Netgear Arlo Q review: An indoor security camera that doesn’t blink
It costs $200 up front, but most users won't need to pay for a cloud subscription.
The Arlo Q is an indoor security camera that helps you monitor your home for motion and sound when you’re not around. Like the rest of Netgear’s Arlo suite of security cameras, the Q offers a full seven days of video and audio event backup for free, as well as plenty of custom detection options with its companion app to set it apart from its competition.
Like most in-home security cameras, the Q is simple to setup. After downloading the Arlo app, you choose the Wi-Fi network you want the camera to use and then place a large QR code your phone generates in front of it. A chime sounds to let you know the two have been paired. After that, it’s just a matter of fiddling around in the app to tweak the camera’s audio/video sensitivity and set your own personal alert modes.
You do need to plug the camera into an outlet, but with a cord that measures over eight feet, that shouldn’t limit your placement options much. We set our Q on the same bookshelf we’ve been using to evaluate all indoor connected cameras, one that looks out onto our entire living room.
We recently reviewed the Arlo Pro, Netgear’s outdoor-focused wireless security camera and found reliability issues that seriously hamper its performance. Happily, that trait doesn’t seem to run in the family. The Q was dependable and consistently performed well throughout the two weeks we tested it.
Video and audio quality are fantastic. You get a wide 130-degree, 1080p picture that’s sharp, bright, and lacks the barrel distortion (https://photographylife.com/what-is-distortion/) that is present in some other home security cameras. The camera’s night mode and audio capabilities were equally impressive. Even in pitch darkness, the camera’s ring of 10 infrared LED lights produced clear and legible images of people and text as far away as 10 feet. Similarly, its built-in speaker always excelled at recording clear audio.
Like the other Arlo cameras you control with the app, you get a wide range of modes to choose between, from geofencing, which turns the camera on and off based on whether you’re in your house or not, to regular time-based schedules. You can also tell the camera to detect either motion or sound or both as well as customize its sensitivity to those things.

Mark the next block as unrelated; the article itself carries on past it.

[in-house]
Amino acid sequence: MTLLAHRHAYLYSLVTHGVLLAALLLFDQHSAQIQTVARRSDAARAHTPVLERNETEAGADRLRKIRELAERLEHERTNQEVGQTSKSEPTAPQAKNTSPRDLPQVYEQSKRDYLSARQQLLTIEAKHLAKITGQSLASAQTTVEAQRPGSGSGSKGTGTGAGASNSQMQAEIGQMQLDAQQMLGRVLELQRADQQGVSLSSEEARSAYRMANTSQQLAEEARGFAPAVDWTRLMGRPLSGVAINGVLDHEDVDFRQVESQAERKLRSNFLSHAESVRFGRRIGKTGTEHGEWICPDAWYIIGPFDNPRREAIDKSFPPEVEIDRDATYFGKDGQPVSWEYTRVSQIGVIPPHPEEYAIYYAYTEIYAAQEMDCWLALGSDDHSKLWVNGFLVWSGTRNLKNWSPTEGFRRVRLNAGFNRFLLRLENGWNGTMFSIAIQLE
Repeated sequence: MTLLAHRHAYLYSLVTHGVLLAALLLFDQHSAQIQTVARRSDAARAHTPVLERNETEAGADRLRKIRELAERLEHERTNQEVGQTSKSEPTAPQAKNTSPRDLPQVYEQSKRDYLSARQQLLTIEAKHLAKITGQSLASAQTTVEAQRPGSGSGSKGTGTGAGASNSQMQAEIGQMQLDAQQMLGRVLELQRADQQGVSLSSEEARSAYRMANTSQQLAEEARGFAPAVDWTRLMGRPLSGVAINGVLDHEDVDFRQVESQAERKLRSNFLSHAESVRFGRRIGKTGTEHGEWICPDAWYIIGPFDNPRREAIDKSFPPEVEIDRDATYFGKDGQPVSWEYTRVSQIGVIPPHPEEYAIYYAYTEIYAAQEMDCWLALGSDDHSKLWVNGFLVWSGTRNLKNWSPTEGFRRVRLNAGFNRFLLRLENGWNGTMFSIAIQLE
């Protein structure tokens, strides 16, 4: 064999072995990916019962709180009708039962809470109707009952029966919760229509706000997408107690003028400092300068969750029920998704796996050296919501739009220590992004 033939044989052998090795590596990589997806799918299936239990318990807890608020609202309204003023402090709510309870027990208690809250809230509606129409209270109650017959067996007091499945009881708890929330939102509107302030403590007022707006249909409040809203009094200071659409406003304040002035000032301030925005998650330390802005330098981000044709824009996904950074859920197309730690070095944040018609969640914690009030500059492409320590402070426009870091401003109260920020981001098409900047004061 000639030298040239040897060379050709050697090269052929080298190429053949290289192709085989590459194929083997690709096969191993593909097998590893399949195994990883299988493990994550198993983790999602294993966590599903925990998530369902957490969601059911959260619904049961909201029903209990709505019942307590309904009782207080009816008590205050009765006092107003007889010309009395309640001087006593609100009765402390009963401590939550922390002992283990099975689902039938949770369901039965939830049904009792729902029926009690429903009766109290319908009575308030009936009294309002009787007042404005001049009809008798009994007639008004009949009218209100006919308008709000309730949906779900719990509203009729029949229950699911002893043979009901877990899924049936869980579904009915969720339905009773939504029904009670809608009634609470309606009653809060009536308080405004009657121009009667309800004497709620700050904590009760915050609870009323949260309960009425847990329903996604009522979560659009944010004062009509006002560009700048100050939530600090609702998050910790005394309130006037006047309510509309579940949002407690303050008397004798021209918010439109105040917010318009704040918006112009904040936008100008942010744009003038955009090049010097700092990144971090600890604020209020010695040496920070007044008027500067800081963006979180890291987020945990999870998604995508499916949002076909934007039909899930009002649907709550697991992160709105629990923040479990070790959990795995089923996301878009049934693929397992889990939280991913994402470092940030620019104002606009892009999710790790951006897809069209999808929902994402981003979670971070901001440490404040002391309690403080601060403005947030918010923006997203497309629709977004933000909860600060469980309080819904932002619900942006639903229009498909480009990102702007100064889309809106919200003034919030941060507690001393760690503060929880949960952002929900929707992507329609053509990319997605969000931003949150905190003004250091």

Most of the dings against the Q have to do less with the camera and more with the Arlo app. We like the fact that you can use your fingerprint to log in on both Android and iOS phones, but there are clearly some issues that still need to be ironed out on Android. Occasionally, the app would spit out “recover token failed” or “account not found” messages and require us to log back in manually with a username and password. Then, after two or three successful fingerprint logins, the same thing would happen again. As was the case with the Arlo Pro, you’ll also see some exceptionally long buffer times (about 30 seconds) when trying to use the camera’s live view. These were ultimately small annoyances though, and they didn’t persist.
At $200, the Arlo Q is in the upper price range of what you can expect to pay for this type of device, but pricing can be deceiving with security cameras. You have to factor in the price other companies charge for even basic video/audio event cloud storage when considering a camera’s overall value.
For instance, a Nest Cam is barely useful as a recording device unless you opt for the $10/month (or $100/year) Nest Aware subscription. That buys you 10 days of continuously recorded video for one camera. It’s also the only way to make use of some of the fancy algorithms the camera uses for face detection and depth sensing. Without a Nest Aware subscription, all you get are snapshot stills of triggered video/audio events from the past 24 hours.
The Arlo Q, on the other hand, comes with seven days of cloud storage for all your triggered video and audio events for free. Those videos are easy to download directly from the app, too, if you want save them on another device. And if you want the option of continuous video recording, you can pay $10/month (or $99/year) for 14 days of it for one camera. The point here is the Arlo Q is actually pretty good deal if you want your security camera to actually function like a security camera.
The Arlo Q is one of the best indoor security cameras we’ve tested so far. It’s reliable, produces sharp, clear images during the day and at night, and it’s free seven-day cloud storage remains one the better values you’ll find.
Video resolution: 1080p HD 30fps
Video format: H.264
Field of view: 130°
Night vision: Yes, up to 25 ft
Range: Adjustable up to 50 feet